In a ruling released March 27, the 11th U.S. Circuit Court of Appeals struck a blow to disclosure of the facts and circumstances of the lynching of four young black people in July 1946 near Moore’s Ford Bridge in Georgia. The court decided in an 8-4 vote that grand jury evidence and testimony from the case could not be released because of secrecy requirements.
It’s an awful decision, and the court should reconsider. If not, the U.S. Supreme Court must reverse the decision and open the grand jury evidence to historians, journalists and the public.
Lower courts had ruled in favor of disclosure. The Associated Press and the Reporters Committee for Freedom of the Press, along with other news organizations, submitted a brief in support of disclosure.
Invoking grand jury secrecy is absurd when all the suspects in the lynchings are dead and most known witnesses are gone. The public interest in disclosure about this case is overwhelming. It was one of the last mass lynchings in U.S. history and may have involved at least one powerful Georgia politician, Eugene Talmadge, who was in an election battle to reclaim the governor’s seat.
At the very least, his racist politics may have encouraged the lynch mob.
The two black couples were tied to trees and shot 60 times. One of the black men was accused of assaulting a white man. He was on bail pending trial when the lynching occurred. Local law enforcement did a shoddy job of investigation, so President Harry Truman sent in the FBI. The FBI was stymied by lack of cooperation from local law enforcement and the community. Black people were too scared to talk.
The lynchings never resulted in a conviction. A grand jury refused to indict any of the suspects in 1946. A second investigation that lasted from 2001 to 2016 failed to turn up enough hard evidence to charge anyone. Some of the suspects were living at the time of the later investigation, but they refused to talk to Georgia authorities or the FBI.
There is no good reason to keep the grand jury transcripts and other evidence about the lynchings sealed. The courts should make this information available to the public. The blood of the victims calls out for disclosure. Their suffering must not be forgotten. If disclosure causes political or personal reputations to suffer, so be it.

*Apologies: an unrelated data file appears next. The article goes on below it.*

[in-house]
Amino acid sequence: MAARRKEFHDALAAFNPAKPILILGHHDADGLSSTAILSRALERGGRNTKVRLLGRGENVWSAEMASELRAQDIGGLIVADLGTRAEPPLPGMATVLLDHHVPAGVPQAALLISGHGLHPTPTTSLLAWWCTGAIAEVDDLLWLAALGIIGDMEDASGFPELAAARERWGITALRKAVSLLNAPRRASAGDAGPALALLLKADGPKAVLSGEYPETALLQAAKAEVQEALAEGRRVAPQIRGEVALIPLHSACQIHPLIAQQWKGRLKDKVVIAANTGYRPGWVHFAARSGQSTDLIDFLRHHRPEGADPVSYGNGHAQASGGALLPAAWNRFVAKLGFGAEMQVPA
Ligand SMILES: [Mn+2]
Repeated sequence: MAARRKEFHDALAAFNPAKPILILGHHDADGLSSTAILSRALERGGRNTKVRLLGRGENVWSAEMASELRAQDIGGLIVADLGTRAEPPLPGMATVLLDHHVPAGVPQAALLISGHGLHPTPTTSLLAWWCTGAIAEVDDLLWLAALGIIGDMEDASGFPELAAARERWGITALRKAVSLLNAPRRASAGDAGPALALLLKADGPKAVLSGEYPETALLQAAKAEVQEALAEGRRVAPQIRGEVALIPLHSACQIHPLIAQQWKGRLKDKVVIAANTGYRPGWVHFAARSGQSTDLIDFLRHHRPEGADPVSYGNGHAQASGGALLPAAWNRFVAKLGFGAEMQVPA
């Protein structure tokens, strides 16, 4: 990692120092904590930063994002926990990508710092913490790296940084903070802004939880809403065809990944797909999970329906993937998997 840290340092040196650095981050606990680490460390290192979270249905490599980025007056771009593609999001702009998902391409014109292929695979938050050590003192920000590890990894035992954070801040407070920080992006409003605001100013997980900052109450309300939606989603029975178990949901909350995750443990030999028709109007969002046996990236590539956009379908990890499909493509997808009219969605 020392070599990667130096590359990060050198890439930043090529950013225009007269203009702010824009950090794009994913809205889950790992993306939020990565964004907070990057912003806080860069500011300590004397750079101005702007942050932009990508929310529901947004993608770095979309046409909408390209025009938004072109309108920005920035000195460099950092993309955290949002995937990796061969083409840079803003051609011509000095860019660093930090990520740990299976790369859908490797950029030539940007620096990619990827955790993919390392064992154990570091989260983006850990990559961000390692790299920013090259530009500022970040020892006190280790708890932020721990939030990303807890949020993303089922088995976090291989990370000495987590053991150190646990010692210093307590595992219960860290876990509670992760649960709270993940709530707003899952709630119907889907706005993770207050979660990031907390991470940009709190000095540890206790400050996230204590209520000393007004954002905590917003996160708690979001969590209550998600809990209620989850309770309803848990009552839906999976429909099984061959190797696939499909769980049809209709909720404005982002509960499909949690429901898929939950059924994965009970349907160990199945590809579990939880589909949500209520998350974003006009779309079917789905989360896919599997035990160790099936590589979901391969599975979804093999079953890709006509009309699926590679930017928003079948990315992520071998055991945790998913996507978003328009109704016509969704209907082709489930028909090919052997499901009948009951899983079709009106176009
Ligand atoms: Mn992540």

Justice now is impossible. But the courts should allow understanding of what happened to four young people in July 1946.
Our post-pandemic transit challenges will require regional solutions
The Philadelphia Inquirer
SEPTA, PATCO, and New Jersey Transit say a strong working relationship has long been the norm among them. But the COVID-19 pandemic is creating a new normal in which all three mass transit agencies face public health, ridership, and revenue challenges.
With the regional economy shut down and many former commuters working from home, the three transit agencies each has lost about 90% of their riders. Ninety percent. That freefall is likely to prompt a messy scramble for survival that could test the ability to work together. SEPTA went from having a $7 million surplus in February to projecting a $150 million deficit for both the current and next fiscal year. The Trump administration’s stimulus program has provided SEPTA with $644 million; PATCO, $41 million; and NJ Transit, $1.4 billion. (The bulk of NJ Transit’s network serves North Jersey commuters.)
Transit advocates point out that the federal stimulus is a stop-gap, not a sustaining infusion. The agencies are using most of it to keep running — as well as covering unexpected costs of personal protection equipment, sanitizing vehicles, and other expenses. They should be setting aside some of those federal dollars to pay for short- or long-term planning.
When, how, and how efficiently their respective services are resumed will have an immediate impact on hundreds of thousands of passengers whose lives have been disrupted by the coronavirus. Reliable mass transit also is key to the long-term economic recovery of the city and its Pennsylvania and New Jersey suburbs.
Strengthening coordination among SEPTA, PATCO, and NJ Transit can only help as the three agencies face the challenge of rebuilding public confidence that taking a bus or train is not a threat to their health. Simple steps such as installing dispensers for hand sanitizers in stations, as PATCO is now doing, will be beneficial; SEPTA’s pre-shutdown plan to reconfigure its bus system will be crucial. And NJ Transit’s underutilized Atlantic City Line, which interfaces with PATCO and SEPTA, needs more frequent service to become practical for regular Philly-bound commuters.
Some riders are likely to continue working from home. Social distancing arrangements will limit seating capacity and could mean running more trains or buses to safely carry even a diminished ridership. This would make coordination of schedules or other cooperation among the agencies even more important than before. One thing is clear: The systems as we have known them are likely to be dramatically altered. The goal should be to make sure that the changes are the result of strategy and planning and not a collection of panicked reactions to the economic crisis.
SEPTA, PATCO, and NJ Transit do have nonvoting seats on the board of the Delaware Valley Regional Planning Commission and also participate in the commission’s Regional Technical Committee. The city of Philadelphia has good relationships with all three. But a separate, stand-alone working group of the three agencies would be a united voice for additional federal help for transit as well. When the pandemic subsides, the need for a safe and reliable mass transit will remain. Working together, SEPTA, PATCO, and NJ Transit will be better able to meet that need.
Elected officials should heed former President George W. Bush’s message on COVID-19